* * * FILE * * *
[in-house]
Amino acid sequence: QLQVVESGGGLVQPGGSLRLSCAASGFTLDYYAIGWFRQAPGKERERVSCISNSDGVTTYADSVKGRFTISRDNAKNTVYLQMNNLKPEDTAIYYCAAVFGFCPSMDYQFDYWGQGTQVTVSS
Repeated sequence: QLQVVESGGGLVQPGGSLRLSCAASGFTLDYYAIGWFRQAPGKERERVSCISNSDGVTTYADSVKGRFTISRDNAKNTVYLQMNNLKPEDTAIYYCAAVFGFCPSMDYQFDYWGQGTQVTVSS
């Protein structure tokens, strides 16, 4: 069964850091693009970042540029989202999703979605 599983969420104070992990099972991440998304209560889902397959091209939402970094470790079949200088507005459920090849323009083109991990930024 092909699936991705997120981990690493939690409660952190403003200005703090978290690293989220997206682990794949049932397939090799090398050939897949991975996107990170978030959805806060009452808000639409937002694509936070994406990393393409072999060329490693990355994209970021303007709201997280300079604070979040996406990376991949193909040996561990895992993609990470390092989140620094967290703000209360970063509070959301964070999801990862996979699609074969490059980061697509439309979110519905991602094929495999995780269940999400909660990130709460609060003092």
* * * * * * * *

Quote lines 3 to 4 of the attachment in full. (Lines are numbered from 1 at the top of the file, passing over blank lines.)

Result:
Repeated sequence: QLQVVESGGGLVQPGGSLRLSCAASGFTLDYYAIGWFRQAPGKERERVSCISNSDGVTTYADSVKGRFTISRDNAKNTVYLQMNNLKPEDTAIYYCAAVFGFCPSMDYQFDYWGQGTQVTVSS
């Protein structure tokens, strides 16, 4: 069964850091693009970042540029989202999703979605 599983969420104070992990099972991440998304209560889902397959091209939402970094470790079949200088507005459920090849323009083109991990930024 092909699936991705997120981990690493939690409660952190403003200005703090978290690293989220997206682990794949049932397939090799090398050939897949991975996107990170978030959805806060009452808000639409937002694509936070994406990393393409072999060329490693990355994209970021303007709201997280300079604070979040996406990376991949193909040996561990895992993609990470390092989140620094967290703000209360970063509070959301964070999801990862996979699609074969490059980061697509439309979110519905991602094929495999995780269940999400909660990130709460609060003092």